Smokers are less likely to seek cigarettes if the packaging is plain, as opposed to packs that have brands on them, according to new research from the Universities of Exeter and Bristol in the U.K.
Researchers recruited 144 adult smokers to participate in experiments that tested the Pavlovian response to smoking stimuli. They were instructed to choose whether or not to press a key that could lead to cigarettes or a key that could lead to chocolate, but they didn’t know whether or not the keys would truly pay off in the end.
Before making each choice, they were shown either a picture of a normal cigarette pack, a plain cigarette pack or nothing at all. The researchers found that if participants were shown a normal cigarette pack, participants were 9 percent more likely to press the key for cigarettes than if shown the plain packs. When compared to the “no stimulus” picture, participants who were shown the normally branded box were 10 percent more likely to press the button for cigarettes.
The photo below is one example of how cigarette packs were presented to study participants. Image A is the “plain pack,” while image B is the branded pack.
Lead investigator Lee Hogarth of the University of Exeter said the results support the notion that plain packaging can reduce smoking.
"Our study demonstrated that, under some circumstances, plain packaging can reduce cigarette-seeking behavior,” Hogarth said in a statement about his study. "Policy makers must consider how much weight to place on this observation when considering the potential pros and cons of introducing plain packing as a national policy."
The findings echo past experiments on cigarette branding, which have shown that plain packs are less appealing, provoke less craving in smokers and make the health warnings stand out more, Hogarth noted in his study.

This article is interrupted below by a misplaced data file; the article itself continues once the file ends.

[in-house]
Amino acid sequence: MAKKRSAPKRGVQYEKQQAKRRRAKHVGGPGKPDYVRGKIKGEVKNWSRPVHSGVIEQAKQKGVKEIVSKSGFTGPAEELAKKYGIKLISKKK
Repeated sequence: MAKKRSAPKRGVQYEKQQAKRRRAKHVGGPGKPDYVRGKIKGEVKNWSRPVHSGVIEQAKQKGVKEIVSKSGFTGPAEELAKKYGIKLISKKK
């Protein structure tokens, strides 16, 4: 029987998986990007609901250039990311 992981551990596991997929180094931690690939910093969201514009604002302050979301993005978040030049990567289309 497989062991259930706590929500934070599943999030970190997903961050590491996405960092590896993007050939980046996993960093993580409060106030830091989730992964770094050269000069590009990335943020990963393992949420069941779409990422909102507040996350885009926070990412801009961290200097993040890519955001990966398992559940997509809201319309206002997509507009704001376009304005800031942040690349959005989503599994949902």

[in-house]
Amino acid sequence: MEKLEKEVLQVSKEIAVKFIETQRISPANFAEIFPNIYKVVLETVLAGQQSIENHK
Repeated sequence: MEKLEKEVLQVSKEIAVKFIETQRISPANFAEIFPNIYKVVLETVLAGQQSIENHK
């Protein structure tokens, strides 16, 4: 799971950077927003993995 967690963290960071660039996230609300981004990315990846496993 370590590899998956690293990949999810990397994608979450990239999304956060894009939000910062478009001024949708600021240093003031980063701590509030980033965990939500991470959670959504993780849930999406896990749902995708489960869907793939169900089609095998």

The results have heightened significance in the U.K., where lawmakers announced plans at the beginning of 2015 to pursue legislation that would mandate standardized, plain packaging on all cigarettes.
Australia enacted strict plain packaging laws in Dec. 2012, and while tobacco sales data isn’t available, estimated tobacco and cigarette consumption is at its lowest number ever, according to the country’s department of health. Preliminary figures from Australia’s National Drug Strategy Household Survey also show that smoking in people ages 14 and older have fallen from 15.1 percent in 2010 to 12.8 percent in 2013. In people 18 and over, smoking rates fell from 15.9 percent in 2010 to 13.3 percent in 2013, and a 2014 survey even found that 49 percent of Australian smokers are in support of the plain packaging. Collecting data to show plain packaging works is crucial, as cigarette companies are fighting tooth and nail to make sure Australia’s laws don't become a new global standard.
Packs of Philip Morris International Inc. Marlboro Menthol cigarettes in the new packaging are arranged for a photograph at a tobacco store in Melbourne, Australia, on Monday, Oct. 1, 2012. Photographer: Carla Gottgens/Bloomberg via Getty Images.
In the U.S., the Food and Drug Administration mounted a campaign to require that cigarette packs have large, graphic health warnings with diseased body parts (like lungs, or the corpse of a smoker) but backed down in 2013 when faced with a legal battle against America’s largest tobacco companies.
An estimated one billion people smoke and tobacco-related diseases kill nearly six million people a year, according to the World Health Organization.